In addition there is a battery system with charger, a tongue jack and a brake system that could be considered something outside the typical home owner experience.

The walk throughs should perhaps concentrate on where Airstream "hides" the water filters and pumps, the location of all the shut off valves, the fuses for the propane detector, etc. Perhaps show where the potential problem areas are in that particular model so the owner knows where to inspect and what to look for if there are problems.

Yet we receive trailers with main doors with major gaps, broken cabinetry, inoperative systems, poor fit and finish that leads to leaks and the list goes on.

The thought of Airstream starting a completely new cheaper model with entirely different manufacturing processes before they have an 80 year old design coming out the door perfectly every time should give any potential purchaser pause to consider what they are getting into with this purchase.
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Old 04-08-2016, 10:56 PM   #636
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switz,

The RV manufacturers must believe that they have a current customer base that evidently doesn't really care about quality or price. Why else does this continue?
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Old 04-08-2016, 11:11 PM   #637
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An old saying -

"Lower your expectations zero and you will never be disappointed!"

One could say that the likes of Walmart has conditioned the Americans that cheaper price = cheaper quality and that is okay.

The RV industry lobbyists have gotten legislation passed to preclude the lemon laws being applied to anything in the RV industry. It is not unheard of for a half million dollar RV to spend the first year sitting in the repair lot until the dealer "gets around" to fixing the unit.

The lemon laws would grab the attention of the manufacturers when the units were rolling back as fast as they rolled out with back charges equaling the original billing plus penalties and interest payable to the consumer. After all, the monthly payments are still due for the RV loan and insurance while the unit sits there disabled.

Until lemon laws are approved with real consumer protection, nothing will change. The quality issues will escalate during this current upswing in demand and the consumer will be paying the price for the poor quality and repair service which is endemic across so many industries.

How can replacing a failed cheap part with an exact duplicate cheap part do anything but shove the problem out a few weeks?
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Old 04-09-2016, 08:56 AM   #638
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Quote:
Originally Posted by Gene View Post
Chuck, thanks for getting all that info about Thor and Airstream. Strange that there is no unified purchasing at Thor since many items are used across all sorts of RV's.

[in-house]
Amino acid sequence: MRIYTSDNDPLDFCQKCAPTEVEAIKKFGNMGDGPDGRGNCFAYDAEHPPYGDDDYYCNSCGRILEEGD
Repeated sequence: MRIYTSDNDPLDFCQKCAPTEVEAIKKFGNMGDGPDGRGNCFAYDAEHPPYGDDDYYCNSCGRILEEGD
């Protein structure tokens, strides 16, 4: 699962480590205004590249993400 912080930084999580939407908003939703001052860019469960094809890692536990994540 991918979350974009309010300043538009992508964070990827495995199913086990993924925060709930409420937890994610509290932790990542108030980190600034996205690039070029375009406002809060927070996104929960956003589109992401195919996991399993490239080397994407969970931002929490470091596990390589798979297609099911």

I'm wondering when the Nest purchase has (or will) occurred? Did the guy in Bend have problems raising money to go into production? Are there other problems we don't know about such as health, change in personal objectives, need to raise money fast, his manufacturer not being able to manufacture, design issues that he couldn't resolve? Is Airstream paying much for an idea, plans and a few prototypes? It doesn't look like the Nest is terribly different than other trailers. It would be interesting to see what Airstream is paying for what seems like not much in assets and innovation. If the Bend guy designed the Basecamp, there is a long relationship between the parties and that personal touch probably paid a big part in this deal.

Large companies are known for purchasing competitors when the large company is devoid of ideas and needs to get something different going. Usually a stultified company screws up the purchase and makes an innovative design old and tired.

Gene
Gene -

I worked for decentralized corporations through most of my business career. The primary reason corporations don't adopt central purchasing is they determine the savings from leveraging the buying scale the total organization is more than offset by higher costs from a loss of operating effectiveness (i.e. speed with which decisions can be made and actions taken).

Let me give you a hypothetical example using Thor. Let's say Thor centralizes purchasing. The central purchasing department issues an edict stating all trailer batteries will adhere to a specification determined by the corporate office. It then engages in competitive bidding for a battery meeting that specification and chooses the lowest cost supplier. To achieve the lowest price Thor commits to buy batteries exclusively from Supplier A for 3 years and agrees to minimum annual purchases of batteries. In addition the negotiated contract provides for a significant financial penalty if Thor cancels the contract or misses its contracted volume commitment.